I'm upvoting your comment because I think it's important, and in fact I mostly agree with it. The shared commitment to Amish principles is obviously central to the project of maintaining and continuing an Amish way of life.
Having said that, what we see in the example above is a classic example of game theory. The husband is the defector and benefits as a result.
Is this an assumption? Of course! Perhaps his wife is playing Smash Bros on a secret Nintendo Switch while her husband is piloting his drone. But the fact remains that there's a lot of technology--specifically washing machines, dishwashers and the like--forbidden by Amish rules that could make her household chores (which she is obligated to do by her gender) much easier.
Well sure, and a John Deere tractor would make farming a lot easier. A power saw would make wood working much easier. That's true across the spectrum of work that the Amish do.
Good point, I wonder if they are also slow to adopt social trends. If they're 50 years behind in technology, does that mean they're also just starting to consider women's liberation? The author seemed to interact only with men. Are the bishops who decide what technology to adopt also all men?
Great points, it's virtually guaranteed that as in many other religious groups there is a notion of "protecting" women by taking such decisions away from them or restricting them from various roles. The southern baptist church in the us remains inordinately focused on limiting women's roles. Women shouldn't be priests, in some places they allow them, other places look askance at that.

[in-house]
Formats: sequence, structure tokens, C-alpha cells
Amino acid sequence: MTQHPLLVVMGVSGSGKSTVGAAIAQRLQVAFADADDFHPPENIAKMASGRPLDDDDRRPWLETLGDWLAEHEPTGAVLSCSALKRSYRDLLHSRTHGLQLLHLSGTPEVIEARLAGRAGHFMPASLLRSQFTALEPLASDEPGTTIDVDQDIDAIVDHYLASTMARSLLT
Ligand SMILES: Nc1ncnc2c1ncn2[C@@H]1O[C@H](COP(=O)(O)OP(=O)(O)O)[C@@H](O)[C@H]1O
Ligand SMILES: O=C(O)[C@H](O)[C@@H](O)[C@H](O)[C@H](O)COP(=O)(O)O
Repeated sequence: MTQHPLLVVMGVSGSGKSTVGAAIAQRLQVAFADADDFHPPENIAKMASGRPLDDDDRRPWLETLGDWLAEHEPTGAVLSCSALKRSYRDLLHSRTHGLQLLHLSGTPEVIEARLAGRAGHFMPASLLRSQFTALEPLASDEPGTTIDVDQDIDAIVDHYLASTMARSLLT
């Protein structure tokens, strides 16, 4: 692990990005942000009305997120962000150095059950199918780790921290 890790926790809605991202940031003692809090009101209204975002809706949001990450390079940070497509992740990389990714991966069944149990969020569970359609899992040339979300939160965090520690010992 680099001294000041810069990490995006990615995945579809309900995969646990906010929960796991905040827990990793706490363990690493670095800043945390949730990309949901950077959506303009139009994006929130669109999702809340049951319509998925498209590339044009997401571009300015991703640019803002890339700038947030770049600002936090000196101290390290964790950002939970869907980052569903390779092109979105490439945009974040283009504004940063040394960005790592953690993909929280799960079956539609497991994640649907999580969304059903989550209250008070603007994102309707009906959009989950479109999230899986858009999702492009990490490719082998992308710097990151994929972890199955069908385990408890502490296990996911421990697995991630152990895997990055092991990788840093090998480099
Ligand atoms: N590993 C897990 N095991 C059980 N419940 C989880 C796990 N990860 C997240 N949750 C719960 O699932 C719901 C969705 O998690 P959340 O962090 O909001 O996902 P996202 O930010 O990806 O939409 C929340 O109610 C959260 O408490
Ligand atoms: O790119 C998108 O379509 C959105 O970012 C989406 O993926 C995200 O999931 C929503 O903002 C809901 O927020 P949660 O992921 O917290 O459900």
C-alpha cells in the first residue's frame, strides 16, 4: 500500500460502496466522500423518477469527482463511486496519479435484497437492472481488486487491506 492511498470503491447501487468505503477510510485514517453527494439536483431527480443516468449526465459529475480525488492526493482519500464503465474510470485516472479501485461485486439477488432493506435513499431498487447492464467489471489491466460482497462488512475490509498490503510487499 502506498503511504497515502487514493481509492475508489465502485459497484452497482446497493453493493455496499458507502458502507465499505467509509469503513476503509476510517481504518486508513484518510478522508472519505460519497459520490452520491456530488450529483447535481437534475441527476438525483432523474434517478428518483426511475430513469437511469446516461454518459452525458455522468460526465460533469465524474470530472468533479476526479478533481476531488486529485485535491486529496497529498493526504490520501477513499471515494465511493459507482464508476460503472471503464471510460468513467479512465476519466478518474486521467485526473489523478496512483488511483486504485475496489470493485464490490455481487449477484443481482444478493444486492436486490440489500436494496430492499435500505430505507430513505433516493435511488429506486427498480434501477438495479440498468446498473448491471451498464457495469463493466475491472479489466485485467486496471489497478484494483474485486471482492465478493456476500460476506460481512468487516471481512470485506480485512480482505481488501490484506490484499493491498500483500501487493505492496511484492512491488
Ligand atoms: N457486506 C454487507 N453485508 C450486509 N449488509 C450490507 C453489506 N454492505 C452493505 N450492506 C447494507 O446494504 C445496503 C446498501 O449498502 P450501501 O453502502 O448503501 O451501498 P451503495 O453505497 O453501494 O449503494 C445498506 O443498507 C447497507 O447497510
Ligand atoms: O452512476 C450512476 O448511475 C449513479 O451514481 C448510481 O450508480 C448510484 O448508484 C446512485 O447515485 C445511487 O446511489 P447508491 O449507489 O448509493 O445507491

That is just a matter of basic theological fidelity; the matter is spelled out very clearly in the Bible. You can't just pick and mix which parts of it you'd like to selectively ignore and claim it's 'up to interpretation'.
 Timothy 2:11-12
And yet I dont know of a single Christian that follows the rules against wearing blended material garments laid out in Leviticus 19:19.
My parents are Deacons in their local church, and believe you me, they pick and choose which parts to interpret as allegory and which parts to interpret literally all the time.
That is part of the ritual law, something a follower/disciple of Jesus is not required to do. In fact as a follower of Jesus there are no rules other than 2. Love God and love others. Everything else flows from that as far as the instruction gave like Jesus did in his Sermon on the Mount.
Someone who has said, hey I declare that Jesus is my Lord and Savior, and truly believes it will of course do things. Not because they have to, but because they want to.
Please don't take HN threads into religious flamewar. We don't need to go to that hell here.
If so, it is the parent who ought to be flagged, not my comment.
I have not introduced a flamewar topic, nor was it an unrelated controversy or a generic tangent. The Christian concern over female priests common in the American South is not "inordinate," that was what I was responding to.
Oh please, then how do we have different sects of Christianity?
Some of the rules are rather vague, to the point where two reasonable-minded people could reach two different conclusions. The parts about female ordination are, to put it bluntly, not.